"The average age of WWI soldiers was 24.25 years old. The youngest soldier to fight during the war was 12 years old while the oldest was in his 60s."
    Regards, Jim

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    Contributing Member RASelkirk's Avatar
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    Quote Originally Posted by browningautorifleicon View Post
    "On June 5, 1917, at the age of 29, Alvin York registered for the draft as all men between 21 and 30 years of age were required to do as a result of the Selective Service Act."

    29 isn't so old for the FIRST war. Many were older and just under that age. They got younger as wars went on.

    "The average age of WWI soldiers was 24.25 years old. The youngest soldier to fight during the war was 12 years old while the oldest was in his 60s."
    Should have "done my homework", but that's a hard looking 29 for sure. Thank God for men like that!

    Russ

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    Some Early York family history and possible family connection ?

    This from York's diary:

    "My grandpap on my mother's side, William Brooks, was a Northerner. He came down with the cavalry from Detroit, Michigan, and after the war he got into it with some bushwhackers. There was no law and everybody toted a gun. And they said he shot down one of their leaders; (Pres Huff) but they never proved it. But they killed him just the same. They hooked him to a mule and dragged him through the streets of Jamestown, the county seat, and they shot him to pieces."

    York's Maternal Grandmother:
    **Nancy (Pile) Brooks was a local girl that William Brooks went AWOL from the service for and married. Nancy's brother Jeff Pile, was murdered enroute to visit their brother Rod Pile.**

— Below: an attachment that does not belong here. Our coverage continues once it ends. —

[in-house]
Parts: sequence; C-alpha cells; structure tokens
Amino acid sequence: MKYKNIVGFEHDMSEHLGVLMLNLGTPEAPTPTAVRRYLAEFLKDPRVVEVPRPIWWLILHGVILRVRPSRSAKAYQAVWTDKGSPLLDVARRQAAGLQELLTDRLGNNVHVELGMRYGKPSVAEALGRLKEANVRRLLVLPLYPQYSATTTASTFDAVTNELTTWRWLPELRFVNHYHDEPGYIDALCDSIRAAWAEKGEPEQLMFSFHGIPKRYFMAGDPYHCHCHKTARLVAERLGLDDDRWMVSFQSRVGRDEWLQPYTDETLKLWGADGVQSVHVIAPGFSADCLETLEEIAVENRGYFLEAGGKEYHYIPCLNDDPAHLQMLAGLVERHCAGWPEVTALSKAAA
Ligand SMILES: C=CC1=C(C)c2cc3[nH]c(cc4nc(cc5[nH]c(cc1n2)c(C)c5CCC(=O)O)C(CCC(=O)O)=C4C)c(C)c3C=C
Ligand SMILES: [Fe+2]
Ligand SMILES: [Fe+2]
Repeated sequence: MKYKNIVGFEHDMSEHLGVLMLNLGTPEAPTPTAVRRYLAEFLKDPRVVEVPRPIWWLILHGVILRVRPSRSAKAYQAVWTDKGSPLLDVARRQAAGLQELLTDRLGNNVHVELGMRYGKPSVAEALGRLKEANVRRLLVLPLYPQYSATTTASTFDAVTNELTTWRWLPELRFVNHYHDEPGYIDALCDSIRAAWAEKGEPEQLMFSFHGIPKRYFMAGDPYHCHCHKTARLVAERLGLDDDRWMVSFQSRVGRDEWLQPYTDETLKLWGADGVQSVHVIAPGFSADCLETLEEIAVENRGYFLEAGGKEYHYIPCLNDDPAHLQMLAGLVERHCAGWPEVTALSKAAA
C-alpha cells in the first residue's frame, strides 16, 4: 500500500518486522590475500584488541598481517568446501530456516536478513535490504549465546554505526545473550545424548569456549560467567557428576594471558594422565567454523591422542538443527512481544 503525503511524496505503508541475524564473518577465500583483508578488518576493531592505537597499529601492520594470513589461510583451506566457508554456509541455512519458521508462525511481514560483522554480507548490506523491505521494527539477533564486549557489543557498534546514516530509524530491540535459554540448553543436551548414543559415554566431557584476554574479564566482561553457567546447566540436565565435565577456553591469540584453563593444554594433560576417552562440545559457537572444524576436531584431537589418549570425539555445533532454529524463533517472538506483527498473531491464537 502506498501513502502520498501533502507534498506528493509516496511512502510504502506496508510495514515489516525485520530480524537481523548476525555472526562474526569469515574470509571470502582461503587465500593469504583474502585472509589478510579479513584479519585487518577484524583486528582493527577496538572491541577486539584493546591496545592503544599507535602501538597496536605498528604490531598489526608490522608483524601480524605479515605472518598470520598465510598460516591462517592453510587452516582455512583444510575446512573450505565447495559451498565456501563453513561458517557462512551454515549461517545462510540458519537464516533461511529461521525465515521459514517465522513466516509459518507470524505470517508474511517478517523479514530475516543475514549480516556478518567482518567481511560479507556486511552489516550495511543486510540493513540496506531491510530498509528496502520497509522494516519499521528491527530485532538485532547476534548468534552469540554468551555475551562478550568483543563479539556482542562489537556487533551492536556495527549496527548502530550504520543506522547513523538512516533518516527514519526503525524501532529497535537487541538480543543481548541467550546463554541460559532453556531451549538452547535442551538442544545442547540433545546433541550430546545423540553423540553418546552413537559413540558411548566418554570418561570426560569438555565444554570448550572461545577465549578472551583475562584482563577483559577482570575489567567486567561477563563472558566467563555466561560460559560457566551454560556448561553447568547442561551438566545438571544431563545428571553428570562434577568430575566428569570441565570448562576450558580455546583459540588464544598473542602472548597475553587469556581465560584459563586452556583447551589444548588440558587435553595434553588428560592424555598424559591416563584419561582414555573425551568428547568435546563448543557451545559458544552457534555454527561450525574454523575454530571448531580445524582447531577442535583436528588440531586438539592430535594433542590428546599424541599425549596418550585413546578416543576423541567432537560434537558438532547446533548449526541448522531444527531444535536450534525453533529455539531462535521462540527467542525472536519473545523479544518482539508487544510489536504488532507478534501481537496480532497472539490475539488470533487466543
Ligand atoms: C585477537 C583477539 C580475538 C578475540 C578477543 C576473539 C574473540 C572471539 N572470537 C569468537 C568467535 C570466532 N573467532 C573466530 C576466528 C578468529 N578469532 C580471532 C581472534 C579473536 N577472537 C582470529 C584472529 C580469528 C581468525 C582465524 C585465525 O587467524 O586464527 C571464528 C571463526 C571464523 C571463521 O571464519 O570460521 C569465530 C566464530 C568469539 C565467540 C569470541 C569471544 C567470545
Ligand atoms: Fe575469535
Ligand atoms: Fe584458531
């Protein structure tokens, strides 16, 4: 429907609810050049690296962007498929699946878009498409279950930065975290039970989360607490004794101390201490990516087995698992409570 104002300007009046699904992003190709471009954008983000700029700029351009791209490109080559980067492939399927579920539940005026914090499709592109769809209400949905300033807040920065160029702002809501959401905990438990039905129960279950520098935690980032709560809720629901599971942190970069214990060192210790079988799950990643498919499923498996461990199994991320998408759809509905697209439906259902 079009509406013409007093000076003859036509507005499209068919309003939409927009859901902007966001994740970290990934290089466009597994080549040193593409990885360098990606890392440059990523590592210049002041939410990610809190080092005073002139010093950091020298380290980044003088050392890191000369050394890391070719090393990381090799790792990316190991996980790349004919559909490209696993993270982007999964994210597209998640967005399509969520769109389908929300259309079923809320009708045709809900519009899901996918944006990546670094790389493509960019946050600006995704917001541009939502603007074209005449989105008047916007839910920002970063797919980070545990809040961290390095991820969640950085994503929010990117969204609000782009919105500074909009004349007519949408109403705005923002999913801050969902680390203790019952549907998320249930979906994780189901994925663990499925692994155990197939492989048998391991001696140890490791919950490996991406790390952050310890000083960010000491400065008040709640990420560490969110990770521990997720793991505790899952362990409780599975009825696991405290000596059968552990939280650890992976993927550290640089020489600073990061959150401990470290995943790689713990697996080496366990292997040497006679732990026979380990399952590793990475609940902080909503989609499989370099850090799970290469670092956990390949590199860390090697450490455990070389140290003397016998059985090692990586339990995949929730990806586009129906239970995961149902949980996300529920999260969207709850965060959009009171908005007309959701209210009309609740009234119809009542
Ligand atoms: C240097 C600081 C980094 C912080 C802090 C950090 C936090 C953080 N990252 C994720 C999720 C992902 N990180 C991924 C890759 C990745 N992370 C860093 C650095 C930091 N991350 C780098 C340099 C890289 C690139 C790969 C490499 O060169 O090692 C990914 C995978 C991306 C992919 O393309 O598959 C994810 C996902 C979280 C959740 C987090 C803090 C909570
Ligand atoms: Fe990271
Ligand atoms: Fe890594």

**There were tensions stemming from the Civil War near the Kentucky / Tennessee border. Nancy Pile's brother, Rod, a non-combatant but a northern sympathizer, was captured by the Confederates. The war-feuds of Fentress County did not end with the ending of the war.**

    ** Pres Huff (Possibly AKA Preston Hough) was found murdered after he had threatened William Brooks, who was Jeff Pile's brother-in-law. Brooks disappeared from the Tennessee valley and Nancy (Pile) Brooks followed his path north.**

    **Months later a letter that Nancy (Pile) Brooks had mailed home to Tennessee, letting her family know that "she and her husband were at a logging camp in the woods of northern Michigan" was intercepted. Brooks was arrested and extradited from Michigan to Tennessee where he was subjected to vigilante justice, being dragged through town tied to a donkey and shot multiple times.



    Originally I had some of this from the book "Sergeant York and his people" and when trying to help my Sister follow our family tree. But we were coming from a different angle tracking a Ely Hatfield as she was looking in to our families Hatfield & McCoy connection.

    The Michigan courthouse working on this end is near me in St. Johns, in Clinton County, (next county north). They brought attention to the name William Brooks being an alias for William W. Herrington.
    The name Ely Hatfield is included on some of these documents. He was spotted by my Sister in her research as being married in my Mothers home town of Pikeville Kentucky, Pike County. Ely Hatfield having married Anna (Evans) Hatfield on 9/20/1827 in Pike Co., KY.

    But after my Sisters early passing in 2010 the trail ran cold. I had bookmarked links she had passed on to me, but many of the links with in are now no longer.
    Is there a odd family tie to Alvin York? That question will likely never be answered, but I'd have to say we weren't looking for that answer.

    If interested I do have this Bloggers Link where they visited The Alvin C. York Historic Site where Sergeant York's son, Andrew Jackson York, is the ranger. Upon learning the Blogger was from Michigan he shared quite a bit about his connection with Michigan because of his maternal grandfather, William Brooks.

    It's worth reading if you've made it this far: Detour Through History: Sergeant York and His Michigan Ancestor

    York's Diary: https://acacia.pairsite.com/Acacia.V...r%208th%201918

    @Aragorn243,
    Thanks for the thread it brought back some memories spent with Sis

    FWIW
    Charlie-Painter777

    A Country Has No Greater Responsibility Than To Care For Those Who Served...